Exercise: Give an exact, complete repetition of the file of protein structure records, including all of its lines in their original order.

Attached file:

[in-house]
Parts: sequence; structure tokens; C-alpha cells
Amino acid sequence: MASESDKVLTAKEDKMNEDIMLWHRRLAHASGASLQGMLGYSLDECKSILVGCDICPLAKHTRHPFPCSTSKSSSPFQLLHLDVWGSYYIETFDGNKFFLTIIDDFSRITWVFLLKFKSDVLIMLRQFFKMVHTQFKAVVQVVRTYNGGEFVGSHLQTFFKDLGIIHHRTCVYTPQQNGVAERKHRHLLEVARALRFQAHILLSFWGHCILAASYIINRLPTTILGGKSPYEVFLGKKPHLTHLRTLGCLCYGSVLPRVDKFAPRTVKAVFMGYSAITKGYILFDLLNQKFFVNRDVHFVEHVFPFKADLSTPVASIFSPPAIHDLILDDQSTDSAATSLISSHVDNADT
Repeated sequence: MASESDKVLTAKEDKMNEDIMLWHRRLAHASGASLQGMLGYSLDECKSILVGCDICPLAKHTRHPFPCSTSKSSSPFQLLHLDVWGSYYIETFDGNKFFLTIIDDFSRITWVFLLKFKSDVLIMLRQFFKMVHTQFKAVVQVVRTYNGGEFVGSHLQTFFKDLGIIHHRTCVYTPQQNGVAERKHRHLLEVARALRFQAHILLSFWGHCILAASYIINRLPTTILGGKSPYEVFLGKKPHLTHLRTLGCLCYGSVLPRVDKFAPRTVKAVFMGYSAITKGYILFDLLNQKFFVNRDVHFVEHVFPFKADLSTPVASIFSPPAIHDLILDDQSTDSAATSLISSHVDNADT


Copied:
[in-house]
Parts: sequence; structure tokens; C-alpha cells
Amino acid sequence: MASESDKVLTAKEDKMNEDIMLWHRRLAHASGASLQGMLGYSLDECKSILVGCDICPLAKHTRHPFPCSTSKSSSPFQLLHLDVWGSYYIETFDGNKFFLTIIDDFSRITWVFLLKFKSDVLIMLRQFFKMVHTQFKAVVQVVRTYNGGEFVGSHLQTFFKDLGIIHHRTCVYTPQQNGVAERKHRHLLEVARALRFQAHILLSFWGHCILAASYIINRLPTTILGGKSPYEVFLGKKPHLTHLRTLGCLCYGSVLPRVDKFAPRTVKAVFMGYSAITKGYILFDLLNQKFFVNRDVHFVEHVFPFKADLSTPVASIFSPPAIHDLILDDQSTDSAATSLISSHVDNADT
Repeated sequence: MASESDKVLTAKEDKMNEDIMLWHRRLAHASGASLQGMLGYSLDECKSILVGCDICPLAKHTRHPFPCSTSKSSSPFQLLHLDVWGSYYIETFDGNKFFLTIIDDFSRITWVFLLKFKSDVLIMLRQFFKMVHTQFKAVVQVVRTYNGGEFVGSHLQTFFKDLGIIHHRTCVYTPQQNGVAERKHRHLLEVARALRFQAHILLSFWGHCILAASYIINRLPTTILGGKSPYEVFLGKKPHLTHLRTLGCLCYGSVLPRVDKFAPRTVKAVFMGYSAITKGYILFDLLNQKFFVNRDVHFVEHVFPFKADLSTPVASIFSPPAIHDLILDDQSTDSAATSLISSHVDNADT